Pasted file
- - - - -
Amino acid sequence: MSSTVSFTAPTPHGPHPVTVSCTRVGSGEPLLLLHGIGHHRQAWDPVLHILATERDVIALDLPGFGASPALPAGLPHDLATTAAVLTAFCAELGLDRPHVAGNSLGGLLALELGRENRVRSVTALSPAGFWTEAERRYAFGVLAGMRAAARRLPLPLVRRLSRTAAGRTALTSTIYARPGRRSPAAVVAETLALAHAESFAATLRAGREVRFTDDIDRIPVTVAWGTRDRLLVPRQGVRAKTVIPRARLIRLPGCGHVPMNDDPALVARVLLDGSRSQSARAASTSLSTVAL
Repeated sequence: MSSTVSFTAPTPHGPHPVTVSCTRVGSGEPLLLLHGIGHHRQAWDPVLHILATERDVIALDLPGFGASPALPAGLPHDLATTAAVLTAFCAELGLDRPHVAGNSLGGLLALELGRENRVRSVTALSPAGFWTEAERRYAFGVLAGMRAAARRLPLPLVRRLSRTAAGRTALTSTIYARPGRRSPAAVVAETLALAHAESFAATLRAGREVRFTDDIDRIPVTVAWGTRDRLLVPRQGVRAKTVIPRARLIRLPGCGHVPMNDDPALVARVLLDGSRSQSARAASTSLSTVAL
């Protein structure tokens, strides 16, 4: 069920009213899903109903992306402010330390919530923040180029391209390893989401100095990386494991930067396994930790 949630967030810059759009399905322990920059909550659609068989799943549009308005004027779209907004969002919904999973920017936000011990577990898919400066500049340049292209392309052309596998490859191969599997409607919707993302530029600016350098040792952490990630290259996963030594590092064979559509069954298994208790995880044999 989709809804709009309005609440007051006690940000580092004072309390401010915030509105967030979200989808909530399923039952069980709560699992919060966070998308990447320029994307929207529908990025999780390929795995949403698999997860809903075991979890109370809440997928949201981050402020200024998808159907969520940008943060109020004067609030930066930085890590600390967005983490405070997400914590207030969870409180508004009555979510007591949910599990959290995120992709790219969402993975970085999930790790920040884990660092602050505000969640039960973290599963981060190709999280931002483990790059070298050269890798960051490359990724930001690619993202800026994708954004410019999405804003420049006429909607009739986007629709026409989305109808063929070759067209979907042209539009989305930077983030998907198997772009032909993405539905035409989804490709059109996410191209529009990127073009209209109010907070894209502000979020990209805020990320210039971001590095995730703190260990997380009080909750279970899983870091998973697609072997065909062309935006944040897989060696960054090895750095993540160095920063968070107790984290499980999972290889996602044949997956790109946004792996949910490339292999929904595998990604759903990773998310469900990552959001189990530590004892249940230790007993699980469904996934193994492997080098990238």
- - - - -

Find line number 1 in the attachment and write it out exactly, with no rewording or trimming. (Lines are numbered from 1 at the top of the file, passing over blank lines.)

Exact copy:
Amino acid sequence: MSSTVSFTAPTPHGPHPVTVSCTRVGSGEPLLLLHGIGHHRQAWDPVLHILATERDVIALDLPGFGASPALPAGLPHDLATTAAVLTAFCAELGLDRPHVAGNSLGGLLALELGRENRVRSVTALSPAGFWTEAERRYAFGVLAGMRAAARRLPLPLVRRLSRTAAGRTALTSTIYARPGRRSPAAVVAETLALAHAESFAATLRAGREVRFTDDIDRIPVTVAWGTRDRLLVPRQGVRAKTVIPRARLIRLPGCGHVPMNDDPALVARVLLDGSRSQSARAASTSLSTVAL